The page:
I respect medical scientific evidence and the evidence, in the Government's view, is not there. We recognise that this is not only a medical scientific issue. It is a health, social and very important educational issue as well. We do not support drug checking. The Government has a very firm position on this. We are also listening to evidence and other views that may well be presented down the track, such as the work being completed by the ANU. As a parent of three soon-to-be teenage daughters, I recognise that we need to create a very safe environment. We want our young kids to have a great time and we want them to be safe while having a very good time and enjoying life, as a young person should.

Time expired.

Ms HADDAD (Clark) - Madam Deputy Speaker, I also add my sincere condolences to the family, friends and loved ones of the six young people around whom the New South Wales Coroner's findings considered. Their deaths are a tragedy. The system has failed those families and those young people. Any drug death is a tragedy and indeed any drug death in Australia is an avoidable death. It is important in the context of a motion like this today to acknowledge that and also to acknowledge that much more can be done by government to avoid drug deaths and to reduce the stigma and the discrimination faced by people who use drugs.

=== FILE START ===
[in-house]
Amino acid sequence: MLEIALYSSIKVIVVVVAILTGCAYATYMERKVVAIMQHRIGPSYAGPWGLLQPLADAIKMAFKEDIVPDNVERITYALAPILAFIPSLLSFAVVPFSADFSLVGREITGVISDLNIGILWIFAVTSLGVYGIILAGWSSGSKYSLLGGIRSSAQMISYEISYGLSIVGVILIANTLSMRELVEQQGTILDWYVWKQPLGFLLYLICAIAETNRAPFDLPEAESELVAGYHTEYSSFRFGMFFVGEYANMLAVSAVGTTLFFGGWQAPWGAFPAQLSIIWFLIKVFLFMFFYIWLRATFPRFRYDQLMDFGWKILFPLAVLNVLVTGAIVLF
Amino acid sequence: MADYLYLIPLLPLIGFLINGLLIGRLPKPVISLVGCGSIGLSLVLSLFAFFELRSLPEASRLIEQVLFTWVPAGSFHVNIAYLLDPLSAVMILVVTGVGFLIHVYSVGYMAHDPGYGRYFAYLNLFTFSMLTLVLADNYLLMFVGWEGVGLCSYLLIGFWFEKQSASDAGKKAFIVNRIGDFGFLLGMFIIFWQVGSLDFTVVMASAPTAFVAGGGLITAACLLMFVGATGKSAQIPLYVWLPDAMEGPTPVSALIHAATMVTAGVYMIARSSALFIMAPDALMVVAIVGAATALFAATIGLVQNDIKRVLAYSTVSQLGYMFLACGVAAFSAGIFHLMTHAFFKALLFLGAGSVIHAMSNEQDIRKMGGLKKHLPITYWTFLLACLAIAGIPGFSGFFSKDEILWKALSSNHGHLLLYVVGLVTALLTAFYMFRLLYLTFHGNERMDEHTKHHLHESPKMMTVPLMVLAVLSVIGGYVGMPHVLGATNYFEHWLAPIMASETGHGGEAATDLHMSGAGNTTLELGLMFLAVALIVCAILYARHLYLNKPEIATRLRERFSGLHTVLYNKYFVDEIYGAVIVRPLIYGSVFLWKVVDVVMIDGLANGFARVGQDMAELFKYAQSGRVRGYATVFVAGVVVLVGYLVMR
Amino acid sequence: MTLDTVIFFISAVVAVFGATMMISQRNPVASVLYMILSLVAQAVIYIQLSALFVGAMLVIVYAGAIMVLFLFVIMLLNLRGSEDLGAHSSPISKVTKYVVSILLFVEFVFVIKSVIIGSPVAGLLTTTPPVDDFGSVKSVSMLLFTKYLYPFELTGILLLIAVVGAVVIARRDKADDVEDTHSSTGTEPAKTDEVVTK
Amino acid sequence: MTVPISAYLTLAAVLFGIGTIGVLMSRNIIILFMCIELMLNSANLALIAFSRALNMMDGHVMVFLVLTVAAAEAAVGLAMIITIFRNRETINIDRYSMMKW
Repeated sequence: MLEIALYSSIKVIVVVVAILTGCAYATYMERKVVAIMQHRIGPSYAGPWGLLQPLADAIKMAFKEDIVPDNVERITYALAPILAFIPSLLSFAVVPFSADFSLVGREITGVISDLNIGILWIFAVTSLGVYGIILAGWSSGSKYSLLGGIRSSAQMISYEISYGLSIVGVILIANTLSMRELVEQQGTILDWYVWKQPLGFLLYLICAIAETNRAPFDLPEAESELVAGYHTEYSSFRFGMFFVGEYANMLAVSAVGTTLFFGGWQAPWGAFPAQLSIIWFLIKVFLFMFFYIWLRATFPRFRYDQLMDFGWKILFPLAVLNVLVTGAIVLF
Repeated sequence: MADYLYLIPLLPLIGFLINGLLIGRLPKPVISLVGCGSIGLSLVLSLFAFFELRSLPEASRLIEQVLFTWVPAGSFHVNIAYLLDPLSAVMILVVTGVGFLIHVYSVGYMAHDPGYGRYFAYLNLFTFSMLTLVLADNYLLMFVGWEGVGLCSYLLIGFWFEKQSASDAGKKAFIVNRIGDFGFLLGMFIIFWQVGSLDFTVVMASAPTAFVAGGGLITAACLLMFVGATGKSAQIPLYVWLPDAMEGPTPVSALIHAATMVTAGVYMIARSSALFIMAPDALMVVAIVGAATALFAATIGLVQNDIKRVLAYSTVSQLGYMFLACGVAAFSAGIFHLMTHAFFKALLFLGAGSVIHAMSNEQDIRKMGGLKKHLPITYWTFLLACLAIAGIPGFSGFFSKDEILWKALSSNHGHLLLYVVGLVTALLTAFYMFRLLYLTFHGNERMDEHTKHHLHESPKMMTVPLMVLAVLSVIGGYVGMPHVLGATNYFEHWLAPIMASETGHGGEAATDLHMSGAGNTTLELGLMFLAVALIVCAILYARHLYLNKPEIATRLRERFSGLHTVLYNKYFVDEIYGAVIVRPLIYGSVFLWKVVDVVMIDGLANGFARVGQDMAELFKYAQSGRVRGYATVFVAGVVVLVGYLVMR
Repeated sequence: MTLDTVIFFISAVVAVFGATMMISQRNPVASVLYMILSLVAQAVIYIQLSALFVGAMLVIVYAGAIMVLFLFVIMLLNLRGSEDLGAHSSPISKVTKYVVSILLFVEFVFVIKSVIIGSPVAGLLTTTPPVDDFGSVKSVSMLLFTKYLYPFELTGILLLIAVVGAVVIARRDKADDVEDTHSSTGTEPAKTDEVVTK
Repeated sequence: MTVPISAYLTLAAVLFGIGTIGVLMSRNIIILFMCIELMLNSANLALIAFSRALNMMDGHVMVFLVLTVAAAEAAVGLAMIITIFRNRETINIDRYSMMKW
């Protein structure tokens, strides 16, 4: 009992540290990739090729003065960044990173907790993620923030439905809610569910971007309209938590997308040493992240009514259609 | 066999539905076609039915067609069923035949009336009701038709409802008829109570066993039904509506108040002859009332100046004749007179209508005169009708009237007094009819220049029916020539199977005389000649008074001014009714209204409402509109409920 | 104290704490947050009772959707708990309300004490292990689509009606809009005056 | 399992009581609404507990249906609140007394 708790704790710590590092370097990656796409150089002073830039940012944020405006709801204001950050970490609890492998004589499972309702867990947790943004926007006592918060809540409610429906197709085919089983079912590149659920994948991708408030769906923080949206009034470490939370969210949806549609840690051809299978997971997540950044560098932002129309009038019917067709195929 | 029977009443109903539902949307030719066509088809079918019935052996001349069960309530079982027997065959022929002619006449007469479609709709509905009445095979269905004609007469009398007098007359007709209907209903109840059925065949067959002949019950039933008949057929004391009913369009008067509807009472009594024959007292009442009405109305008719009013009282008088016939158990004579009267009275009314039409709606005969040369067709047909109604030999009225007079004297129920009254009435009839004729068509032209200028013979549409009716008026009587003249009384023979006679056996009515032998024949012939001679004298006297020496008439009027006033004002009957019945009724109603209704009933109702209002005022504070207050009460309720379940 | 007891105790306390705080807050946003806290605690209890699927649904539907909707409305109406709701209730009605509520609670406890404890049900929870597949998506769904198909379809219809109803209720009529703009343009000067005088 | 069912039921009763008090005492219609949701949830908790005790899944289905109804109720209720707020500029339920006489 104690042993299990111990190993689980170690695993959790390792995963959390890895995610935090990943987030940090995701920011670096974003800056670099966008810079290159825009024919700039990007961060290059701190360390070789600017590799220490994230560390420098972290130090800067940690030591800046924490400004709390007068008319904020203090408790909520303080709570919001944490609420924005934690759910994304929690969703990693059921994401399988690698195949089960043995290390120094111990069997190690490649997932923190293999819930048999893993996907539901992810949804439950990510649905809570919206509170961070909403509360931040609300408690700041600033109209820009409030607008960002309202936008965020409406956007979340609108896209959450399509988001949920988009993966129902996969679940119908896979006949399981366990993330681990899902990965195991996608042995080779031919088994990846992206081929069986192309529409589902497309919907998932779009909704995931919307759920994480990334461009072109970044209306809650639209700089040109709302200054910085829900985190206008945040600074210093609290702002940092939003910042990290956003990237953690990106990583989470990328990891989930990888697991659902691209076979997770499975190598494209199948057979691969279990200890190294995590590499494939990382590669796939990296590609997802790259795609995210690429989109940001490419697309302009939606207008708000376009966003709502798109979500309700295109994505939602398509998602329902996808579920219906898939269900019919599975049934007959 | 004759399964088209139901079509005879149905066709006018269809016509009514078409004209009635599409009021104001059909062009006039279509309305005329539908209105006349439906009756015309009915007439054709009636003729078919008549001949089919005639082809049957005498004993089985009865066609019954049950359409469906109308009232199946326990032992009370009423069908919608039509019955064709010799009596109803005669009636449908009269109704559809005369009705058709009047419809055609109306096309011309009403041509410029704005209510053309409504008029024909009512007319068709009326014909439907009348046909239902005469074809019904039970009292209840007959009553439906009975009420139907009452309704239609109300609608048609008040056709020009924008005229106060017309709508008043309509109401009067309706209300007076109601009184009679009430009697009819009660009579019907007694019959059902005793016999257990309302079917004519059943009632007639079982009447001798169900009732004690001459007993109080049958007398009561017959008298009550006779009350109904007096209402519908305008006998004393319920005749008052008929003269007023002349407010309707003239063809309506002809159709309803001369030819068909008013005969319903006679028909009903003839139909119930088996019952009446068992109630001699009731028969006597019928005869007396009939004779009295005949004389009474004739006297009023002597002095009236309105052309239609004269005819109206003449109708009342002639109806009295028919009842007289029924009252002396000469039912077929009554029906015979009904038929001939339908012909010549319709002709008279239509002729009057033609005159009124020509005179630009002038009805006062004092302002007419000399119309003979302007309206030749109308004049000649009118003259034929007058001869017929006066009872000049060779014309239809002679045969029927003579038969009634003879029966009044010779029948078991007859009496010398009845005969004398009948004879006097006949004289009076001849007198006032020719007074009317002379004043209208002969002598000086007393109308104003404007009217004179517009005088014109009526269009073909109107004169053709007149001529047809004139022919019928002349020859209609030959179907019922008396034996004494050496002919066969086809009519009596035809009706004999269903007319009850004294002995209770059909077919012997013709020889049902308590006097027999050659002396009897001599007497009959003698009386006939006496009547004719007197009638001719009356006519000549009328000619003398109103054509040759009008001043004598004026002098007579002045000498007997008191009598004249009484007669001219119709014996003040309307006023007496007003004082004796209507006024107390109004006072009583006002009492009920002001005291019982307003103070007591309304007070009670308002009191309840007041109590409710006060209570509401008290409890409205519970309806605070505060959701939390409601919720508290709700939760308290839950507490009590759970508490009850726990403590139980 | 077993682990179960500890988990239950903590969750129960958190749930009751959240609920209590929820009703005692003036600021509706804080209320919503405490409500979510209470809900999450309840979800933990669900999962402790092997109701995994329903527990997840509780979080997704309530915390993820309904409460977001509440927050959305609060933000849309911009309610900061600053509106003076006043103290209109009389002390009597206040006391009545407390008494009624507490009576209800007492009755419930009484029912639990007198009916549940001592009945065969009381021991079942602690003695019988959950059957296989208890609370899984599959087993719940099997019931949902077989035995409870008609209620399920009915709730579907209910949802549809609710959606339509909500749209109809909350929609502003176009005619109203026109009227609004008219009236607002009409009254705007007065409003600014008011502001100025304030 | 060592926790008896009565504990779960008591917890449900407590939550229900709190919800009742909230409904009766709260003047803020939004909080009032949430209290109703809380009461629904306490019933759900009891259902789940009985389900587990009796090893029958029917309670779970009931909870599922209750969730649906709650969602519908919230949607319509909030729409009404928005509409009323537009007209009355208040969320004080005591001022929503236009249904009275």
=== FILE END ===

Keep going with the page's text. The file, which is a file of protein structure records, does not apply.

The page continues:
It is a much wider issue than just pill testing. The stigma and discrimination faced by people who use drugs, particularly those who find themselves in very complex life situations, is intense. The Chamber has heard me make these comments before, but I am someone who has worked in the alcohol and drug sector and worked on harm-minimisation policy and issues around stigma and discrimination faced by people who use drugs and access drug treatment services. There is always more that can be done.

Specifically with regard to this motion, Labor understands and supports harm-minimisation policy and evidence-based policy. We will always stand up for an evidenced-based policy position. We always research and consult and understand evidence-based policy. That is what Labor does to engage on this issue. We have met with Harm Reduction Australia, Pill Testing Australia, alcohol and drug peak bodies, alcohol and drug service providers, service organisations and festival organisers. That is what the party does when we are looking for an evidence base.

Members interjecting.


Ms HADDAD - This is the work of government and it cannot happen without government support. Indeed Pill Testing Australia has said that this cannot and will not happen here in this state without the support of the government of the day.

Ms O'Connor interjecting.

Madam DEPUTY SPEAKER - Order. I ask all members to give the member courtesy of listening to what she has to say, please.

Ms O'Connor - We did not expect the gambling bill to be brought on two days after it was tabled.

Madam DEPUTY SPEAKER - Ms O'Connor, you can make your contribution soon.

Ms HADDAD - I have met with Gino Vumbaca, the CEO of Harm Reduction Australia and Pill Testing Australia -

Members interjecting.

Madam DEPUTY SPEAKER - Order. The member is making a contribution. I ask the other members to show courtesy, please.

Ms HADDAD - It would be good to show courtesy because a lot of people in this place make assumptions about Labor's position on things -

Dr Woodruff - We know that you've got no backbone.

Ms HADDAD - and when it comes to something like this, you have listened to nothing I have said. I have heard you interjecting the whole time.